Hisashi Iwakuma cleared to begin rehab assignment

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Out since February with a strained tendon in his middle finger, Mariners right-hander Hisashi Iwakuma threw a simulated game today without any problems and has been cleared to begin a minor-league rehab assignment.

Bob Dutton of the Tacoma News Tribune reports that Iwakuma will likely make a Triple-A start Tuesday or Thursday, although nothing is official yet. At the time of the injury the Mariners indicated that they expected him to miss all of April, so Iwakuma appears to be more or less on that timetable still.

Last season he was one of the best pitchers in baseball, finishing third in the AL Cy Young balloting, and the 33-year-old right-hander has a 22-10 record and 2.66 ERA in 49 career starts for the Mariners since coming over from Japan.

If Seattle can ever get Felix Hernandez, Iwakuma, James Paxton, and Taijuan Walker healthy and together in the same rotation it could have something pretty special.

Max Scherzer: ‘There’s no reason to engage with MLB in any further compensation reductions’

Max Scherzer
Mark Brown/Getty Images
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MLBPA player representative Max Scherzer sent out a short statement late Wednesday night regarding the ongoing negotiations between the owners and the union. On Tuesday, ownership proposed a “sliding scale” salary structure on top of the prorated pay cuts the players already agreed to back in March. The union rejected the proposal, with many worrying that it would drive a wedge in the union’s constituency.

Scherzer is one of eight players on the MLBPA executive subcommittee along with Andrew Miller, Daniel Murphy, Elvis Andrus, Cory Gearrin, Chris Iannetta, James Paxton, and Collin McHugh.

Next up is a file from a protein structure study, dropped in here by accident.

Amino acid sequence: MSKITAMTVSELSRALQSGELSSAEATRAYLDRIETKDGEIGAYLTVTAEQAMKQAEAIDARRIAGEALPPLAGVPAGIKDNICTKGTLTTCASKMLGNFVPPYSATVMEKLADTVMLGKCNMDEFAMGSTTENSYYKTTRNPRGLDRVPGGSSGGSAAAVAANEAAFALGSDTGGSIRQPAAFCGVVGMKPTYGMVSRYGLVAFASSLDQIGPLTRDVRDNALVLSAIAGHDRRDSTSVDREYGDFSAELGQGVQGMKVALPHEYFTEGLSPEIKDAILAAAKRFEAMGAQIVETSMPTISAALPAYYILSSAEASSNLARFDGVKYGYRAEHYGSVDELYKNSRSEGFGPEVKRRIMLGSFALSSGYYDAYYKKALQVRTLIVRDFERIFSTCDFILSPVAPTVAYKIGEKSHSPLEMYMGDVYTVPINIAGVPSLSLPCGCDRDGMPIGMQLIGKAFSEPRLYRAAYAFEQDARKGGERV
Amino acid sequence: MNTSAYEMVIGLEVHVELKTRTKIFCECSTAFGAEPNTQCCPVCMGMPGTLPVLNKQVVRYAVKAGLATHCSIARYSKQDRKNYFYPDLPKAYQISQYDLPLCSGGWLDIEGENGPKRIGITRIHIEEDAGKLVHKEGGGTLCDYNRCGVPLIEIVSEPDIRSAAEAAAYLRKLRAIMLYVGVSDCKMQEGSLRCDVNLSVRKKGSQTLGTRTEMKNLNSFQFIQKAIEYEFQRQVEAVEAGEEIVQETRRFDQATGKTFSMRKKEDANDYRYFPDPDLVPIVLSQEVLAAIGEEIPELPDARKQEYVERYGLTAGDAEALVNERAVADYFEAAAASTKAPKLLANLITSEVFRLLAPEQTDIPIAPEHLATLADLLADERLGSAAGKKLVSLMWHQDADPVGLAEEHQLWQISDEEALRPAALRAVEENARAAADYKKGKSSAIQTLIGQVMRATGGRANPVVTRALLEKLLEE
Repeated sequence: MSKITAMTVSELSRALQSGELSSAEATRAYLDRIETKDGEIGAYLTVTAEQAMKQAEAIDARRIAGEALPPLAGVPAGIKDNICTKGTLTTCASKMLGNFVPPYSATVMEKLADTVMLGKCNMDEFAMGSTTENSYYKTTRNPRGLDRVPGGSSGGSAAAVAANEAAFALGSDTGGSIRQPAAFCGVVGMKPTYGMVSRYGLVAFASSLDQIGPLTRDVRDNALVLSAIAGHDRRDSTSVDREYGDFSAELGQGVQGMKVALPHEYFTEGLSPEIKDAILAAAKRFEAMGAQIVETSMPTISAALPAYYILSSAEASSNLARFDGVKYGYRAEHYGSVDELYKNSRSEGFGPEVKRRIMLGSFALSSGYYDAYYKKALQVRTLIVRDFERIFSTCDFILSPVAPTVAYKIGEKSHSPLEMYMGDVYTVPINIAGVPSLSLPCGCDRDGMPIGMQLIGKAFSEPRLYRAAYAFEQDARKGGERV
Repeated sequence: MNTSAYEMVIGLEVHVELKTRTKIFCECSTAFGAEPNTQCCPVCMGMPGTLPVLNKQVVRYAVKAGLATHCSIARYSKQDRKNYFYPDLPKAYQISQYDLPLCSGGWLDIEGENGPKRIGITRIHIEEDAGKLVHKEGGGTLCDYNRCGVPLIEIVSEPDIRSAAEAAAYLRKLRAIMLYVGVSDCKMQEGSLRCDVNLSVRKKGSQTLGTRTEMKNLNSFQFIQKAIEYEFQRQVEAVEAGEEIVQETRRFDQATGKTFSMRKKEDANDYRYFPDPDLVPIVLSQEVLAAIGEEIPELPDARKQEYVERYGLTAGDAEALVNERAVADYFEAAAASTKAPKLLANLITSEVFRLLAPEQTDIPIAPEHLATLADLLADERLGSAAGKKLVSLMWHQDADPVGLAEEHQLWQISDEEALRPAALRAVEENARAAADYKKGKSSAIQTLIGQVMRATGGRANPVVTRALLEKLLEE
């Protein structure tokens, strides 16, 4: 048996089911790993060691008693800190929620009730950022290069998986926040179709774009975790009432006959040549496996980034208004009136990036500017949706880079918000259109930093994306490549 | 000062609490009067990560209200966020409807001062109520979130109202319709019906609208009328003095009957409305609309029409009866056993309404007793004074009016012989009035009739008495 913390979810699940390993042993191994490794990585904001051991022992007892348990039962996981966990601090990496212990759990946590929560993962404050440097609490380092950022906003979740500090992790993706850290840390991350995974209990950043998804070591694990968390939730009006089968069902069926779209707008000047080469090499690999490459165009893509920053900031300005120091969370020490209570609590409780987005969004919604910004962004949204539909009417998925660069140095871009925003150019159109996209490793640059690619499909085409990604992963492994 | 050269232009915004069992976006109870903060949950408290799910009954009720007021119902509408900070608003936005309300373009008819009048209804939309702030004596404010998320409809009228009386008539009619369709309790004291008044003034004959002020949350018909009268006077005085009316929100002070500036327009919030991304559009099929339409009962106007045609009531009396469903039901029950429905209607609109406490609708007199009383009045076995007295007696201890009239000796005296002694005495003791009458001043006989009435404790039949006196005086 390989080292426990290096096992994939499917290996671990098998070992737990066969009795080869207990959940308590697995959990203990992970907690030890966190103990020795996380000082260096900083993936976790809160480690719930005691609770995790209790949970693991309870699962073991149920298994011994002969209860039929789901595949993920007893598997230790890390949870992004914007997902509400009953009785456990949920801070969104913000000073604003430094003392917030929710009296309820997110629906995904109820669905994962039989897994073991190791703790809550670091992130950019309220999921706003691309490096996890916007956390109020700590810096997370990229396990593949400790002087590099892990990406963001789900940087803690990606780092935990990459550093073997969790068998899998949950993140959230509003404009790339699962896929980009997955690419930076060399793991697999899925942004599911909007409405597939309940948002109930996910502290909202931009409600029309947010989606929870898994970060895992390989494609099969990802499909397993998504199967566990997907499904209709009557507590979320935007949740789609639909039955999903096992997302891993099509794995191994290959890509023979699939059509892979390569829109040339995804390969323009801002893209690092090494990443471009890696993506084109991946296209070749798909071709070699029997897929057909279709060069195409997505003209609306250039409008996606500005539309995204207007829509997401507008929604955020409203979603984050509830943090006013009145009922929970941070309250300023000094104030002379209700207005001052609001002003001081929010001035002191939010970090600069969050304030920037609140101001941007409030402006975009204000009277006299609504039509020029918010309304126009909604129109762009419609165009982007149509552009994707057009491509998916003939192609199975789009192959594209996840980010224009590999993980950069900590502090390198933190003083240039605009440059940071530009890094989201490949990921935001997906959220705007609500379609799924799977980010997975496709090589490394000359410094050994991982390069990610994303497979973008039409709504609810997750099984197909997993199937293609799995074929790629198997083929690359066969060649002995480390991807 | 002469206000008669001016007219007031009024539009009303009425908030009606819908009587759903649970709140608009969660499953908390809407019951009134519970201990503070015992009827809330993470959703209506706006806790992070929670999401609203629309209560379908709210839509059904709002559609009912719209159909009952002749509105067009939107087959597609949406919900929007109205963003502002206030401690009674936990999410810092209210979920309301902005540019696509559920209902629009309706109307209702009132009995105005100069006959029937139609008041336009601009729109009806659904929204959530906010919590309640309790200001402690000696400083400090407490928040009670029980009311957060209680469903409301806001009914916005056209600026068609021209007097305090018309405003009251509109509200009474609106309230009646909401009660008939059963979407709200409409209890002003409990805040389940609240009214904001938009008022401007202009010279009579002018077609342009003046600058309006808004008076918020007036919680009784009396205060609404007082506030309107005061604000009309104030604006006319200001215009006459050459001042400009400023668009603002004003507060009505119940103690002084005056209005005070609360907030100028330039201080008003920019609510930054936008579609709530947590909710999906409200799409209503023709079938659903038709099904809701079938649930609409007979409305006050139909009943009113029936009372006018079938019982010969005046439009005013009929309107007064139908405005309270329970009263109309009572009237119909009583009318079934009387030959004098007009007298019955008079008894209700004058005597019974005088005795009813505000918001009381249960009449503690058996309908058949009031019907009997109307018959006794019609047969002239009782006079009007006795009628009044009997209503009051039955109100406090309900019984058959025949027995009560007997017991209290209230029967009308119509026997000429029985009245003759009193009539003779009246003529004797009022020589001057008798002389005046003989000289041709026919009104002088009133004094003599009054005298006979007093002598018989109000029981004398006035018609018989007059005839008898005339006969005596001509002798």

Scherzer’s statement:

After discussing the latest developments with the rest of the players there’s no reason to engage with MLB in any further compensation reductions. We have previously negotiated a pay cut in the version of prorated salaries, and there’s no justification to accept a 2nd pay cut based upon the current information the union has received. I’m glad to hear other players voicing the same viewpoint and believe MLB’s economic strategy would completely change if all documentation were to become public information.

Indeed, aside from the Braves, every other teams’ books are closed, so there has been no way to fact-check any of the owners’ claims. Cubs chairman Tom Ricketts, for example, recently said that 70 percent of the Cubs’ revenues come from “gameday operations” (ticket sales, concessions, etc.). But it went unsubstantiated because the Cubs’ books are closed. The league has only acknowledged some of the union’s many requests for documentation. Without supporting evidence, Ricketts’ claim, like countless others from team executives, can only be taken as an attempt to manipulate public sentiment.

Early Thursday morning, ESPN’s Jeff Passan reported that the MLBPA plans to offer a counter-proposal to MLB in which the union would suggest a season of more than 100 games and fully guaranteed prorated salaries. It seems like the two sides are quite far apart, so it may take longer than expected for them to reach an agreement.